9 Disasters TWO Disasters In recent years we seem to have heard of many disasters. Advances in global media communication have resulted in almost instantaneous news of worldwide disasters. Television pictures of the school hostage situation in Beslan on 1 September 2004 entered our homes making us feel part of the anguish experienced by those who had to wait and watch. The subsequent shootings and the bomb explosion shocked and saddened all who could observe the destruction of buildings and so many lives. While technology improves communication, it was the
Introduction Mainstream social work scholarship and practice on disasters has tended to overlook the structural, causal and community-oriented dimensions of disasters ( Sim et al, 2022 ), centring instead on crisis intervention and psychopathology, and on returning life back to ‘normal’. This is highly problematic given the realities of social disparity, violence and the global climate crisis. To address this confusion, we sought to deconstruct the COVID-19 pandemic and bring more clarity to social workers on its precedents, as it has played out in the US
Introduction In the summer of 2021, catastrophic wildfires across Greece burned approximately 1.2 million acres of forest. Unfortunately, both wildfires and floods are not new phenomena either in Southern Europe or in other parts of the world, such as California in the US, Germany, Siberia and the Amazon rainforest in South America. Undoubtedly, climate change is more severe and rapid. Yet, when combined with insufficient and/or late intervention by the state during disasters, climate change results in ecological catastrophes and the deaths of people. Greek
, focusing on political feasibility and ways by which governance at different levels can enable and support transformation in different political contexts ( Biermann et al, 2012 ; Patterson et al, 2017 ; Fazey et al, 2017 ). Disaster events are frequently viewed as an important driver for changes in policy, institutions, attitudes and values ( Birkland, 2006 ; Michaels et al, 2006 ; Folke et al, 2010 ; Pelling and Dill, 2010 ; O’Brien, 2012 ; Burch et al, 2014 ; Gibson et al, 2016 ; Becker and Reusser, 2016 ; Dilling et al, 2017 ). The ‘disaster
Population shifts and an increase in the number of natural (and man-made) disasters are having a profound effect on urban and rural habitats globally. This book brings together for the first time the experiences and knowledge of international contributors from academia, research, policy and practice to discuss the role of spatial planning after significant disasters. It highlights on-going efforts to improve spatial resilience across the globe and predicts future trends. Comparisons from five countries including Japan, the US, Indonesia, Slovakia and Germany, highlight the influence of significant disasters on spatial planning and spatial resiliency under different legal-administrative and cultural frameworks.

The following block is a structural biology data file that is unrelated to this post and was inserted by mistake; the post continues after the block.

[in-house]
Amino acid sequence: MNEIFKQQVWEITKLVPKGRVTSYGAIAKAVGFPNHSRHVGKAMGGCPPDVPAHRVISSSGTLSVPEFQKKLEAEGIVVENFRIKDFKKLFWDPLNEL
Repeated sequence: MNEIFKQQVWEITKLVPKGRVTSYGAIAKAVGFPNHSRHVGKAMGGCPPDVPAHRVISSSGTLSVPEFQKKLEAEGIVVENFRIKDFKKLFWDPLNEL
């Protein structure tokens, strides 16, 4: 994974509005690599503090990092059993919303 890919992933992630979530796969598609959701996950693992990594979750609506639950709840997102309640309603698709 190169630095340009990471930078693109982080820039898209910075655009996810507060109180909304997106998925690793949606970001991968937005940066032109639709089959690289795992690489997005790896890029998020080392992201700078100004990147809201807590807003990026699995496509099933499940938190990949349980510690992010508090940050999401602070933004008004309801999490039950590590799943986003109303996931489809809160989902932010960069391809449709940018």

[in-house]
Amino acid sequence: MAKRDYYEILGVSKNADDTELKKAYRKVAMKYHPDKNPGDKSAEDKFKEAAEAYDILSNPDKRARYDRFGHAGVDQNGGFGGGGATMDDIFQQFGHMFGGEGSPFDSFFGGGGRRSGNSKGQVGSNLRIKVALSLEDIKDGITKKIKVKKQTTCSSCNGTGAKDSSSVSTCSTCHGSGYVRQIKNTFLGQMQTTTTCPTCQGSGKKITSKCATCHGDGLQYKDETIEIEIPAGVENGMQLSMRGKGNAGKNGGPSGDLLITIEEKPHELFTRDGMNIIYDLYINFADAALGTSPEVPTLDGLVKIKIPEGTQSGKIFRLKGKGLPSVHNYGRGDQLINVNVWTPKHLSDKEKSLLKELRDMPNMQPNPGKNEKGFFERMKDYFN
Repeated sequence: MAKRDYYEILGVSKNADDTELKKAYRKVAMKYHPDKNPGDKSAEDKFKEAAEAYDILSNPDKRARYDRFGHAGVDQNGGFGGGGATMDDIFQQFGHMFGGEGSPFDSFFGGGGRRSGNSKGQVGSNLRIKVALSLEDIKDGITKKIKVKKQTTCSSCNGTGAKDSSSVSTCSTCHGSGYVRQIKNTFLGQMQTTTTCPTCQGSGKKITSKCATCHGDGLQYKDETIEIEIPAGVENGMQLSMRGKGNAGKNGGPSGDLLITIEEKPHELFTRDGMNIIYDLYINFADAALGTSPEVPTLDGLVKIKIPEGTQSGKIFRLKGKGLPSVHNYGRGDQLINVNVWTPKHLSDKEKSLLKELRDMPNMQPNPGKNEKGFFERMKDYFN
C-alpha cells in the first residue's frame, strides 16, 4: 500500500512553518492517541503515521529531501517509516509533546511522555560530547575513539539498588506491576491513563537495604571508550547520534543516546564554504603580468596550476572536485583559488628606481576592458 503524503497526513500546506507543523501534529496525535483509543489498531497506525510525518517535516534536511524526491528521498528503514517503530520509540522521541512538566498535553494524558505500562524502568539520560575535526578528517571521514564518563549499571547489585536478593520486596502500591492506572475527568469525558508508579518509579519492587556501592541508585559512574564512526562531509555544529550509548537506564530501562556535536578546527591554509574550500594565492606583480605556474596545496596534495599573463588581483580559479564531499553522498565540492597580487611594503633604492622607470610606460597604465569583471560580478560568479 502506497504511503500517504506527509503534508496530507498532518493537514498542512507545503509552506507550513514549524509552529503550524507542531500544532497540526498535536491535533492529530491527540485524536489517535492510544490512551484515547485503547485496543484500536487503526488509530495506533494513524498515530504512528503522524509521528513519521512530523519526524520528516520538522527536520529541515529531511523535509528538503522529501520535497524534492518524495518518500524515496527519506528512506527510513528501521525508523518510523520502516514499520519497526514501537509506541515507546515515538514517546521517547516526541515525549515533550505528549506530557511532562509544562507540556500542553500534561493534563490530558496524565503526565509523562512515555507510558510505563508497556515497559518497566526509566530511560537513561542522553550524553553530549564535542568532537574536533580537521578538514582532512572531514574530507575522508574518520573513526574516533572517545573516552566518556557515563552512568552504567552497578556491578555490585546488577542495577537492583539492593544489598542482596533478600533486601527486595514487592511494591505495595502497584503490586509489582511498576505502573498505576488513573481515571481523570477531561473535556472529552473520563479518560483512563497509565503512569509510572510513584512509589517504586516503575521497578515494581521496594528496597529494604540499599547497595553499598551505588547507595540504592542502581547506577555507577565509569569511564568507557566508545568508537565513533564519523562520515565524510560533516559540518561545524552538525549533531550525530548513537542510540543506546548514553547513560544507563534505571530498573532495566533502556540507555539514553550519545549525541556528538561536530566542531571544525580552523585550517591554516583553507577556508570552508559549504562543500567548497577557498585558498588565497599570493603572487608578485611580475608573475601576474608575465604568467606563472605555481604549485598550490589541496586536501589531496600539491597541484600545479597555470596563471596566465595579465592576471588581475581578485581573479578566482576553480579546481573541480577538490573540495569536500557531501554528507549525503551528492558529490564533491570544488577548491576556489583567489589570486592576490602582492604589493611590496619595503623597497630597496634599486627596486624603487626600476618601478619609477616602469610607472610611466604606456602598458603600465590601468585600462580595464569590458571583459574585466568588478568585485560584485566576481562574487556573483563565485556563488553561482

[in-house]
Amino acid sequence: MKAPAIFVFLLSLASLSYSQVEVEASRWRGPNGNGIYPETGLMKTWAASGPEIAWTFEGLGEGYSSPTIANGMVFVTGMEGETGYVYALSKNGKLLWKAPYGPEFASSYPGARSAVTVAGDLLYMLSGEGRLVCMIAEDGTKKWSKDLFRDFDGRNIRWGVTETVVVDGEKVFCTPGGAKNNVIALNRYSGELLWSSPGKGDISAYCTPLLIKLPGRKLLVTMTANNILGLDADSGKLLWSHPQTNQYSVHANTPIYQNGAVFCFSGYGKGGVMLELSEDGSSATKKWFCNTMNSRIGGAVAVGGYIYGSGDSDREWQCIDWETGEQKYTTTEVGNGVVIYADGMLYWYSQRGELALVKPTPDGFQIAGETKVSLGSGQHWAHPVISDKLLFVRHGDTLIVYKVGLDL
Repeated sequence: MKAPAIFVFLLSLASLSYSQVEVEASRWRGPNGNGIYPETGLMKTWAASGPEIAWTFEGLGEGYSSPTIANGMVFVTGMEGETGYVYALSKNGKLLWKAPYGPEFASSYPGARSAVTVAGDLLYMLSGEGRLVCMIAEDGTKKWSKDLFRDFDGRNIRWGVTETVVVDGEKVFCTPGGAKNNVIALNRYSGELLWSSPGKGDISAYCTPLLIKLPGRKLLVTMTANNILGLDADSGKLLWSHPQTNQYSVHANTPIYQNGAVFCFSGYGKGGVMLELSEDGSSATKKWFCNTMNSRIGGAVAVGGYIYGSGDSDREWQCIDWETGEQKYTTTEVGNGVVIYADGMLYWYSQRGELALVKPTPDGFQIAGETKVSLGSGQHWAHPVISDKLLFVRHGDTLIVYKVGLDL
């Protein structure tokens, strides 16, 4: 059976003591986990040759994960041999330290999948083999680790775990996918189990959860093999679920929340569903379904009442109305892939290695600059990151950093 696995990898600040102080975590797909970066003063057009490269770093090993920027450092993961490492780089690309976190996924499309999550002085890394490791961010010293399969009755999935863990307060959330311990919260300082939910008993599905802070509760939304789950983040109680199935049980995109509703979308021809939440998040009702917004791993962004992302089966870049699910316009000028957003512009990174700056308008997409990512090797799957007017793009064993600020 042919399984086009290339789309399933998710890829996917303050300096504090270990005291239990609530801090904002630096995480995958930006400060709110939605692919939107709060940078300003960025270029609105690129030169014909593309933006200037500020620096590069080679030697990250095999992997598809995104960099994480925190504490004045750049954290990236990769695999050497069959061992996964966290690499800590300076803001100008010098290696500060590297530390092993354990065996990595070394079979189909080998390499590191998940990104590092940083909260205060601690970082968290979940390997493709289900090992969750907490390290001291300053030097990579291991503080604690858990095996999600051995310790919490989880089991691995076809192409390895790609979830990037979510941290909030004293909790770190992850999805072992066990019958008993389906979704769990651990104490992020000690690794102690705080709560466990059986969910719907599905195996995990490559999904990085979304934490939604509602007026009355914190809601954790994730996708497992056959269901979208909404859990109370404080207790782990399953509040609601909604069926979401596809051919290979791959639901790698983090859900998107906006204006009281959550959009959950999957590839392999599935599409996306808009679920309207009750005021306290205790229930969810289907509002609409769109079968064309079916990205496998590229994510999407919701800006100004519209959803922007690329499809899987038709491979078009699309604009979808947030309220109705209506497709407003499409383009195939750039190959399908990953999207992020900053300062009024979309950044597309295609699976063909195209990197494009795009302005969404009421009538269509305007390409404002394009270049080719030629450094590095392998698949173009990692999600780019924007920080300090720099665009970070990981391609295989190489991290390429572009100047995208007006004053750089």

Available Open Access under CC-BY-NC licence. Disasters are an increasingly common and complex combination of environmental, social and cultural factors. Yet existing response frameworks and emergency plans tend to homogenise affected populations as ‘victims’, overlooking the distinctive experience, capacities and skills of children and young people.
Drawing on participatory research with more than 550 children internationally, this book argues for a radical transformation in children’s roles and voices in disasters. It shows practitioners, policy-makers and researchers how more child-centred disaster management, that recognises children’s capacity to enhance disaster resilience, actually benefits at-risk communities as a whole.
95 NINE Disaster justice: Mobilizing grassroots knowledge against disaster nationalism in Japan Haruki Eda Nature may be the primary cause of a disaster, but very little of its consequences is ‘natural.’ In fact, some researchers suggest we develop an understanding of disasters as relational events between the natural, environmental, and ecological on the one hand, and the political, sociological, and cultural on the other. According to the sociologists Picou and Marshall (2007), the categorization of disasters has evolved over time. They illustrate that
137 Journal of Poverty and Social Justice • vol 22 • no 2 • 137–45 • © Policy Press 2014 • #JPSJ Print ISSN 1759 8273 • Online ISSN 1759 8281 • http://dx.doi.org/10.1332/175982714X14013610020765 research Caste, asset and disaster recovery: the problems of being asset-less in disaster compensation and recovery S Mohammed Irshad, Tata Institute of Social Sciences, India email@example.com Damage and loss assessment is the first step towards the bringing the disaster affected community back to mainstream life. The asset is the deciding factor; hence
1 INTRODUCTION Disaster response and spatial planning – key challenges and strategies Stefan Greiving Introduction Worldwide, the urban development and disaster management arena finds itself at a critical crossroads. This is driven by rapid urbanisation (and de-urbanisation), as well as a growing volume of damage caused by natural (and unnatural) disasters, which are increasingly affecting urban and rural inhabitants. Bearing this in mind, experiences from disaster management and especially from disaster recovery have led to advances in the field and an
277 CHAPTER B3 Role of coordination in building spatial resilience after disasters Jaroslav Tešliar, Alena Kučeravcová and Ján Dzurdženík Introduction Disasters often provide unique opportunities to promote climate- resilient development and to build political will to integrate resilience measures into recovery and development. Recent evidence shows a growing demand for sustained engagement in countries following a disaster to support the implementation of resilient recovery and reconstruction planning. Politicians and donors alike are attuned to the issue